Islamic Reform Movements of British India

There were a number of religious-revivalist and even religious-reform movements launched by the Muslim reformers. However, these were less powerful and lacked national standings. Some notable are as follows:


It was founded in Lahore in 1866 by Muhammad Shafi and Shah Din, both followers of Sayyid Ahmad Khan, the founder of the Aligarh movement. This Islamic society opened schools imparting Western education, emphasized female education, loyalty to the British Government and opposed the Indian National Congress.


The death of Saiyid Ahmad Raebarelwi, the founder of the Wahabi movement in India, divided his followers into two groups. The more devoted and radical considered him to be the imam-i-mahdi and expected that he would return to lead them once again. His moderate followers, led by Saiyid Nazir, who did not regard him as mahdi and his concept of jihad, founded the Ahl-i-Hadith, a branch of Tariqah-i-Muhammadiyah. The leaders of the Ahl-i-Hadith rejected Sufism and condemned polytheism. The movement advocated widow remarriage as Islamic and attacked the institution of dowry as a non-Muslim innovation.

Aligarh Movement

This movement was launched by Syed Ahmad Khan, who was in the judicial service of the Company at the time of the rebellion of 1857 and stood loyal to the Government. After his retirement from service he appeared in the role of a socio-religious reformer. His articles in Tahzib-al-Akhlaq, which he started in 1870, as well as his other writings, gave evidence of the markedly rationalistic and non-conformist trend of his thoughts.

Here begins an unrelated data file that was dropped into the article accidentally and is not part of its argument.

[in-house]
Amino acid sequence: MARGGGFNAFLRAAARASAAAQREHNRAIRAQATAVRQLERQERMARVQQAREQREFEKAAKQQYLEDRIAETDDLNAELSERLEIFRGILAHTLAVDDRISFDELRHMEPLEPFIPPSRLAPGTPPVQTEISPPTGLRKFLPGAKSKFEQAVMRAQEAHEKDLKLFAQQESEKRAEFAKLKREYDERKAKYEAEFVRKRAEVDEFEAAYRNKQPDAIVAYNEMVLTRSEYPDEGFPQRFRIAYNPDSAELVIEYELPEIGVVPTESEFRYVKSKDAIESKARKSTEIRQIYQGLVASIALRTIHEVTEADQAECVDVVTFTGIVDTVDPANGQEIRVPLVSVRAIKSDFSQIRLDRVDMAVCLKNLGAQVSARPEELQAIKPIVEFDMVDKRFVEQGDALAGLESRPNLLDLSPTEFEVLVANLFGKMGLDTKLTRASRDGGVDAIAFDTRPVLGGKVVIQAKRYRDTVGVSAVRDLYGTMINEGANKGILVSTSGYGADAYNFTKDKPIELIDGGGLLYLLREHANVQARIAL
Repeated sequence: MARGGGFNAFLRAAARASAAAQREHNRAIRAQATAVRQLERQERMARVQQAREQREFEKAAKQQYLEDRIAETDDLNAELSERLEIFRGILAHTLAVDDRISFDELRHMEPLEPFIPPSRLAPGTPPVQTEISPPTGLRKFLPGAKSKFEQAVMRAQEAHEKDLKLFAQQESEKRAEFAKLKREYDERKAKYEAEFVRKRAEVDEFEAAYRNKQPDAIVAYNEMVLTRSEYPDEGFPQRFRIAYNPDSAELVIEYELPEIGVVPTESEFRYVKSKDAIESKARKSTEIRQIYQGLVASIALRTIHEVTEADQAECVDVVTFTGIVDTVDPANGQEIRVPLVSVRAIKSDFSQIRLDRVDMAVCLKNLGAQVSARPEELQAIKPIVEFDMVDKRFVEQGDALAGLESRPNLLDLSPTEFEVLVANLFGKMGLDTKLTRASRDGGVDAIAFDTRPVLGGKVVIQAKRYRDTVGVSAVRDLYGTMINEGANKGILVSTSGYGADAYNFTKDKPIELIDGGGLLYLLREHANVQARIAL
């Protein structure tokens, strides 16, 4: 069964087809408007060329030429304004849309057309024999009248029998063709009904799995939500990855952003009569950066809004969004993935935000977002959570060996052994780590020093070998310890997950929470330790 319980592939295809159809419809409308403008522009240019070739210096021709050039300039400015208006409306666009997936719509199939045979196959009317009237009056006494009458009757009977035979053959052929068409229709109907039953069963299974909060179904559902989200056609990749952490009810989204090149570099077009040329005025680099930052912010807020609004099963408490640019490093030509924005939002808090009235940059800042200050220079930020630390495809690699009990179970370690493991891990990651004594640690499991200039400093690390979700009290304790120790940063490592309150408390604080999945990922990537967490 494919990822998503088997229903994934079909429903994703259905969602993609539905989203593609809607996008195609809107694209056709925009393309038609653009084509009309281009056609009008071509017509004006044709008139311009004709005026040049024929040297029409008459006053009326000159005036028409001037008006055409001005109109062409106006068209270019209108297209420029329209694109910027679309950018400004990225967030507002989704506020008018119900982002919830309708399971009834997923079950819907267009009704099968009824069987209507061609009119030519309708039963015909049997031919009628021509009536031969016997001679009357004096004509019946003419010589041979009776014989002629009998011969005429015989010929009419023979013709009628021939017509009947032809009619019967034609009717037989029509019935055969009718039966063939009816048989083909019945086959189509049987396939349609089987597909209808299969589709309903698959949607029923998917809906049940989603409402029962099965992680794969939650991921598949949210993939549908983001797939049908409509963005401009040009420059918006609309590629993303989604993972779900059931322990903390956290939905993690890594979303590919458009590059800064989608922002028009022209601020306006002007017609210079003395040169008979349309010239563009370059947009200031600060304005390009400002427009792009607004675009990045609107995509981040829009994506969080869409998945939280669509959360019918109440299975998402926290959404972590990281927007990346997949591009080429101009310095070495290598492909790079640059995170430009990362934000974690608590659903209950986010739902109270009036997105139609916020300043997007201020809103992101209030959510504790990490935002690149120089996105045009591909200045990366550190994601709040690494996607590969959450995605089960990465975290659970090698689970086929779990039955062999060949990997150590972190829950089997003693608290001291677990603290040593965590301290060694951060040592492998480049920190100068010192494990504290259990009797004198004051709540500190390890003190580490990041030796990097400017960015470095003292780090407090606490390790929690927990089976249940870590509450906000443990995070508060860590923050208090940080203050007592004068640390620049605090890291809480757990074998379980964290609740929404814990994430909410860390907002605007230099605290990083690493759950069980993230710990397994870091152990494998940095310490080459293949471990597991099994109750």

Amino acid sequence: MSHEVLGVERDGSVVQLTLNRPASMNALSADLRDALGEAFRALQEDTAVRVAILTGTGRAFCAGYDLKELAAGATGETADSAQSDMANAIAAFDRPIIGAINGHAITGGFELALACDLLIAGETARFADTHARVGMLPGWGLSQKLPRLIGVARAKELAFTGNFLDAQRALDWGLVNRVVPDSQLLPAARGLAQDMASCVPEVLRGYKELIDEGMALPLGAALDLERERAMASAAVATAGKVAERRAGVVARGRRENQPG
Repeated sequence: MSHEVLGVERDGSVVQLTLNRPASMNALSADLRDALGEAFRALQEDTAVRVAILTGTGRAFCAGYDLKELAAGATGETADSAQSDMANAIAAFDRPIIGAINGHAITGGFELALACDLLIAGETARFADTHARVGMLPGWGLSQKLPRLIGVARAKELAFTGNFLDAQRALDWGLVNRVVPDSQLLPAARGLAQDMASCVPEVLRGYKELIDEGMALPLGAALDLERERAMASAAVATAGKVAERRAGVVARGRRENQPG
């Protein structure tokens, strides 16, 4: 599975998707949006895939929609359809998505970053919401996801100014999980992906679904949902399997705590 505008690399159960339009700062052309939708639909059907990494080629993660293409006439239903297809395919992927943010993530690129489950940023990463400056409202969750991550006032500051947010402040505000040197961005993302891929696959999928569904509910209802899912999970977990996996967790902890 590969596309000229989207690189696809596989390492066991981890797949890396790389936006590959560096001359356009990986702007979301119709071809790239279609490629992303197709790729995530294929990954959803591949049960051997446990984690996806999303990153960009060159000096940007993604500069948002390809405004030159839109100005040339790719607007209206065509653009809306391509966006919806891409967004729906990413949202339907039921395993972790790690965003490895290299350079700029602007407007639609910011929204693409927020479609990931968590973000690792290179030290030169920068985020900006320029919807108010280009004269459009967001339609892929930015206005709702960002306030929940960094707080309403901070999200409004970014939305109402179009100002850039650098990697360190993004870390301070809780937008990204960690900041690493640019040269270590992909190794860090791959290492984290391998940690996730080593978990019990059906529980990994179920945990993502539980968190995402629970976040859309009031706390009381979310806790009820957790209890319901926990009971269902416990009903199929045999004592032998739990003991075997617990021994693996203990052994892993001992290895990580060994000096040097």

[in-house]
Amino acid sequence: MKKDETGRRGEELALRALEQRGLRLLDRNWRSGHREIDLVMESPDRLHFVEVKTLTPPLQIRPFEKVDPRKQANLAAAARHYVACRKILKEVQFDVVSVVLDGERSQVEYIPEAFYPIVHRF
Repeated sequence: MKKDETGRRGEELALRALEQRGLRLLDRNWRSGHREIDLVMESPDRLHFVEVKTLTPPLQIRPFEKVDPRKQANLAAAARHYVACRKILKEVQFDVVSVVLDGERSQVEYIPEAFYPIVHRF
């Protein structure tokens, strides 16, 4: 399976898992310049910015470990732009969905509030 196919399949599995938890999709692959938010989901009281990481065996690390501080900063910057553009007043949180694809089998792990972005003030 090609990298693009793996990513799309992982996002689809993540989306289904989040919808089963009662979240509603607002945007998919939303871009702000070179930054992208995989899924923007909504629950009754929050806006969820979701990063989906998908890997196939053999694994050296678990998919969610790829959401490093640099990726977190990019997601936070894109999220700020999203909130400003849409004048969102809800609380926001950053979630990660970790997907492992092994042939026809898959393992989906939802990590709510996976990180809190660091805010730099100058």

Sir Syed liberalized Indian Islam and took upon himself the triple task of religious reinterpretation, social reform and education. He came to the conclusion that only by taking to Western education would the Muslims be able to rise above their backwardness and come to an understanding with their rulers. He made the town of Aligarh, a predominantly Muslim area, the centre of his activities. The range of his activities is known as the Aligarh movement.

With the full backing of the bureaucracy he founded the Aligarh School on May 24, 1875, on the birth anniversary of Queen Victoria. This school was upgraded in 1877 to a college and named Mohammedan Anglo-Oriental College, the forerunner of the Aligarh Muslim University. One of the objects of the Aligarh movement was to prevent the Muslims from joining the Congress which Sir Syed condemned as anti-British and anti-Government.

In 1887, when Badr-ud-din Tyabji was elected President of the Indian National Congress, Syed Ahmad Khan emerged actively in opposition to it. In his view a Hindu-Muslim alliance could only be disadvantageous to the Muslim community, which was much smaller in number, educationally backward, politically immature, and economically insecure. Alliance with the Hindus against the British could only lead to the loss of British patronage and to the exploitation and subjugation of the Muslims by the overwhelming Hindu majority. Thus began modern Muslim political separatism in India.

Ahmadiya Movement